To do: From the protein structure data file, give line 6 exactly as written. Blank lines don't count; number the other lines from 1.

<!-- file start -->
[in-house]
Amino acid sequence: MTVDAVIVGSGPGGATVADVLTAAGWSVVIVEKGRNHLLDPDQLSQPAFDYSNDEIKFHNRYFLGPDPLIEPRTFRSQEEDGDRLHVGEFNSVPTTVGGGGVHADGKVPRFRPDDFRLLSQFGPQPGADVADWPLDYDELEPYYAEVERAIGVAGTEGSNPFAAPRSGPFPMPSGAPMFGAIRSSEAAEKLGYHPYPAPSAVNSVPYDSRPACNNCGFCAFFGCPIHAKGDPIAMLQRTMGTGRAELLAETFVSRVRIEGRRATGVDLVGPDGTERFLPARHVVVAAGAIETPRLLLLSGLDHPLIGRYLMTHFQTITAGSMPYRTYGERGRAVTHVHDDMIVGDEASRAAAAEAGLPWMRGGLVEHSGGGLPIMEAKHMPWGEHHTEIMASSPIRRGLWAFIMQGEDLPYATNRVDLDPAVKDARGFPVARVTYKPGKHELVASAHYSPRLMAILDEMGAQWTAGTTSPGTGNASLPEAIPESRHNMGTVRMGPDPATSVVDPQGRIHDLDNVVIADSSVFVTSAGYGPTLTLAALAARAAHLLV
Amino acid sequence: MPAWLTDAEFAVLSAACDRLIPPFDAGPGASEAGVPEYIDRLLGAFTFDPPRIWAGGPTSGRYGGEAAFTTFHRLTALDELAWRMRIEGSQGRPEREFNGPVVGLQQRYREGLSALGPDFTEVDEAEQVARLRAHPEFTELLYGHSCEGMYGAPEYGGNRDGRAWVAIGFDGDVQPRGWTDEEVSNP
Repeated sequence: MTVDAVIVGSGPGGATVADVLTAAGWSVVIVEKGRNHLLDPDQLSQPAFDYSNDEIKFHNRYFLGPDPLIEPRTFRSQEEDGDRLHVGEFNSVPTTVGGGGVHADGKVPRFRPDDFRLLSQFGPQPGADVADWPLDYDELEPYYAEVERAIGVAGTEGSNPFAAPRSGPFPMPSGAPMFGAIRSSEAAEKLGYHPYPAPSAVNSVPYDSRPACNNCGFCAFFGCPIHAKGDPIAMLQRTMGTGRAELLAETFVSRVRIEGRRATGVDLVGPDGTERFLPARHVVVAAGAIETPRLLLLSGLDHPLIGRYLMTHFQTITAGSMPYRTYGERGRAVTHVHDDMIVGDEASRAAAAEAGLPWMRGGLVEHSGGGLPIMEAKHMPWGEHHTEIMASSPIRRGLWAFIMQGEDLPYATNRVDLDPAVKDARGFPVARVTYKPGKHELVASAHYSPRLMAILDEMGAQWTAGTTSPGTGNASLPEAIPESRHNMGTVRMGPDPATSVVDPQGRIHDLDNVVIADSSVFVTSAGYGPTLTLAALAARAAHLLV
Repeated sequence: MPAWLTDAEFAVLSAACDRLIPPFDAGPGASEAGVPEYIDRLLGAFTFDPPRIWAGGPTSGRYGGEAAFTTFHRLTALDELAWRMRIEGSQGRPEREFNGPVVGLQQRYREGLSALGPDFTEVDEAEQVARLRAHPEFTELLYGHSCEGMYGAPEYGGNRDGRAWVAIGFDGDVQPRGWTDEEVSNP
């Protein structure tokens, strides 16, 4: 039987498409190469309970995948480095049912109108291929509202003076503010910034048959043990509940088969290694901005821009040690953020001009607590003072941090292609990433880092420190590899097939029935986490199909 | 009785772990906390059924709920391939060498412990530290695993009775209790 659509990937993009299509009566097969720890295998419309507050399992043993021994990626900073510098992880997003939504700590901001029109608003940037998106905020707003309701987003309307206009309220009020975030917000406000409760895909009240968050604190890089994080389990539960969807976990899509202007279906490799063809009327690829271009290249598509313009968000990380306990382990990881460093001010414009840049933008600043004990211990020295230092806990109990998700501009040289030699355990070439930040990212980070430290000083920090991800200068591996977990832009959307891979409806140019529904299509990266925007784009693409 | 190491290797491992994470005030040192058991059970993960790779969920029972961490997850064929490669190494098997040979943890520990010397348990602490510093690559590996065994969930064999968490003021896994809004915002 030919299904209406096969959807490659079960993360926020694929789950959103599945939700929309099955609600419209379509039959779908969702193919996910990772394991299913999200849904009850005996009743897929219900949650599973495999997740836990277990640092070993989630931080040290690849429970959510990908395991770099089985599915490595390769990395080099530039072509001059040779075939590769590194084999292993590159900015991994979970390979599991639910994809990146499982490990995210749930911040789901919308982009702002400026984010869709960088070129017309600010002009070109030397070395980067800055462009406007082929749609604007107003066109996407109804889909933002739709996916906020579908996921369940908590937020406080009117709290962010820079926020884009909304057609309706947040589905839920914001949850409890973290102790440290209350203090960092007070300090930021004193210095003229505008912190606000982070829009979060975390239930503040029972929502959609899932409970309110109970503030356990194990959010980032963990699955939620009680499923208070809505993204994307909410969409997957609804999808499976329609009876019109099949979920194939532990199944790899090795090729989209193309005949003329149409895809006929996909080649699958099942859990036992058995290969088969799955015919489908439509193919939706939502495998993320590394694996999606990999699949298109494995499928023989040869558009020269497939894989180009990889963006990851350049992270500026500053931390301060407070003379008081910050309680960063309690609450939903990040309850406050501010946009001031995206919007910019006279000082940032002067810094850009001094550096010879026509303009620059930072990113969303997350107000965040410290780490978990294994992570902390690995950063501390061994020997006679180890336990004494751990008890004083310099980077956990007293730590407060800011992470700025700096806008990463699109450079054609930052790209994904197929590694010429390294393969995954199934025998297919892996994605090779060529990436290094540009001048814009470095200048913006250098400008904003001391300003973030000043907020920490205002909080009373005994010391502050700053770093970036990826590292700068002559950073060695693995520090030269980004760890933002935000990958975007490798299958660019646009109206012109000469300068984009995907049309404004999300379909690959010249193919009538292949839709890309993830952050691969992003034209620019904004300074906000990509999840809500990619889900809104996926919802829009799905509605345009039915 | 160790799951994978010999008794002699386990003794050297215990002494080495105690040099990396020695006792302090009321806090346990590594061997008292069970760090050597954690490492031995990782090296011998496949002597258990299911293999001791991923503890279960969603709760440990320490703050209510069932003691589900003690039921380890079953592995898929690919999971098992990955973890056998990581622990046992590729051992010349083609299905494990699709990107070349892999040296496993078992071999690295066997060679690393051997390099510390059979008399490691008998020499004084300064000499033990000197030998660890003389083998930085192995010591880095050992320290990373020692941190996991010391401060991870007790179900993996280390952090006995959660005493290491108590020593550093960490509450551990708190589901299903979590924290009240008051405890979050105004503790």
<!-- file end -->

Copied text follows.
């Protein structure tokens, strides 16, 4: 039987498409190469309970995948480095049912109108291929509202003076503010910034048959043990509940088969290694901005821009040690953020001009607590003072941090292609990433880092420190590899097939029935986490199909 | 009785772990906390059924709920391939060498412990530290695993009775209790 659509990937993009299509009566097969720890295998419309507050399992043993021994990626900073510098992880997003939504700590901001029109608003940037998106905020707003309701987003309307206009309220009020975030917000406000409760895909009240968050604190890089994080389990539960969807976990899509202007279906490799063809009327690829271009290249598509313009968000990380306990382990990881460093001010414009840049933008600043004990211990020295230092806990109990998700501009040289030699355990070439930040990212980070430290000083920090991800200068591996977990832009959307891979409806140019529904299509990266925007784009693409 | 190491290797491992994470005030040192058991059970993960790779969920029972961490997850064929490669190494098997040979943890520990010397348990602490510093690559590996065994969930064999968490003021896994809004915002 030919299904209406096969959807490659079960993360926020694929789950959103599945939700929309099955609600419209379509039959779908969702193919996910990772394991299913999200849904009850005996009743897929219900949650599973495999997740836990277990640092070993989630931080040290690849429970959510990908395991770099089985599915490595390769990395080099530039072509001059040779075939590769590194084999292993590159900015991994979970390979599991639910994809990146499982490990995210749930911040789901919308982009702002400026984010869709960088070129017309600010002009070109030397070395980067800055462009406007082929749609604007107003066109996407109804889909933002739709996916906020579908996921369940908590937020406080009117709290962010820079926020884009909304057609309706947040589905839920914001949850409890973290102790440290209350203090960092007070300090930021004193210095003229505008912190606000982070829009979060975390239930503040029972929502959609899932409970309110109970503030356990194990959010980032963990699955939620009680499923208070809505993204994307909410969409997957609804999808499976329609009876019109099949979920194939532990199944790899090795090729989209193309005949003329149409895809006929996909080649699958099942859990036992058995290969088969799955015919489908439509193919939706939502495998993320590394694996999606990999699949298109494995499928023989040869558009020269497939894989180009990889963006990851350049992270500026500053931390301060407070003379008081910050309680960063309690609450939903990040309850406050501010946009001031995206919007910019006279000082940032002067810094850009001094550096010879026509303009620059930072990113969303997350107000965040410290780490978990294994992570902390690995950063501390061994020997006679180890336990004494751990008890004083310099980077956990007293730590407060800011992470700025700096806008990463699109450079054609930052790209994904197929590694010429390294393969995954199934025998297919892996994605090779060529990436290094540009001048814009470095200048913006250098400008904003001391300003973030000043907020920490205002909080009373005994010391502050700053770093970036990826590292700068002559950073060695693995520090030269980004760890933002935000990958975007490798299958660019646009109206012109000469300068984009995907049309404004999300379909690959010249193919009538292949839709890309993830952050691969992003034209620019904004300074906000990509999840809500990619889900809104996926919802829009799905509605345009039915 | 160790799951994978010999008794002699386990003794050297215990002494080495105690040099990396020695006792302090009321806090346990590594061997008292069970760090050597954690490492031995990782090296011998496949002597258990299911293999001791991923503890279960969603709760440990320490703050209510069932003691589900003690039921380890079953592995898929690919999971098992990955973890056998990581622990046992590729051992010349083609299905494990699709990107070349892999040296496993078992071999690295066997060679690393051997390099510390059979008399490691008998020499004084300064000499033990000197030998660890003389083998930085192995010591880095050992320290990373020692941190996991010391401060991870007790179900993996280390952090006995959660005493290491108590020593550093960490509450551990708190589901299903979590924290009240008051405890979050105004503790």